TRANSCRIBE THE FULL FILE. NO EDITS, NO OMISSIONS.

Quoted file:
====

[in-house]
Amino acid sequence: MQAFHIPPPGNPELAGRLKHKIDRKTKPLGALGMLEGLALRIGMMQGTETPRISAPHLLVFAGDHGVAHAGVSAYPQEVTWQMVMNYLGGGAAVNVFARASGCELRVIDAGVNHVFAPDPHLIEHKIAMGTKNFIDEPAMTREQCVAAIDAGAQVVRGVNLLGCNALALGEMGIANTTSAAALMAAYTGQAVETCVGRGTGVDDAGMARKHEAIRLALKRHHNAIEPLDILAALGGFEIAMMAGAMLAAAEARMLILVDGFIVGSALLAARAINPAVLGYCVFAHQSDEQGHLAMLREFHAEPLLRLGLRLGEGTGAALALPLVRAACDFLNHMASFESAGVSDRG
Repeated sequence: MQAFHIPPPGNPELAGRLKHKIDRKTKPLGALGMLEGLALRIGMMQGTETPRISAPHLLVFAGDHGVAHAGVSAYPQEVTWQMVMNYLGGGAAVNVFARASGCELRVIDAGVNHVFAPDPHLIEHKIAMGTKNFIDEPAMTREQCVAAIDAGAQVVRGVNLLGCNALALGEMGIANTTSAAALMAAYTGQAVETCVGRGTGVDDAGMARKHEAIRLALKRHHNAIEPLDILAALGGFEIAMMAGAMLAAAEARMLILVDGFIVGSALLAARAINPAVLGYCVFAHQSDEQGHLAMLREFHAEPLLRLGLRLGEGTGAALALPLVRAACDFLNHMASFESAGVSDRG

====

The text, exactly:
[in-house]
Amino acid sequence: MQAFHIPPPGNPELAGRLKHKIDRKTKPLGALGMLEGLALRIGMMQGTETPRISAPHLLVFAGDHGVAHAGVSAYPQEVTWQMVMNYLGGGAAVNVFARASGCELRVIDAGVNHVFAPDPHLIEHKIAMGTKNFIDEPAMTREQCVAAIDAGAQVVRGVNLLGCNALALGEMGIANTTSAAALMAAYTGQAVETCVGRGTGVDDAGMARKHEAIRLALKRHHNAIEPLDILAALGGFEIAMMAGAMLAAAEARMLILVDGFIVGSALLAARAINPAVLGYCVFAHQSDEQGHLAMLREFHAEPLLRLGLRLGEGTGAALALPLVRAACDFLNHMASFESAGVSDRG
Repeated sequence: MQAFHIPPPGNPELAGRLKHKIDRKTKPLGALGMLEGLALRIGMMQGTETPRISAPHLLVFAGDHGVAHAGVSAYPQEVTWQMVMNYLGGGAAVNVFARASGCELRVIDAGVNHVFAPDPHLIEHKIAMGTKNFIDEPAMTREQCVAAIDAGAQVVRGVNLLGCNALALGEMGIANTTSAAALMAAYTGQAVETCVGRGTGVDDAGMARKHEAIRLALKRHHNAIEPLDILAALGGFEIAMMAGAMLAAAEARMLILVDGFIVGSALLAARAINPAVLGYCVFAHQSDEQGHLAMLREFHAEPLLRLGLRLGEGTGAALALPLVRAACDFLNHMASFESAGVSDRG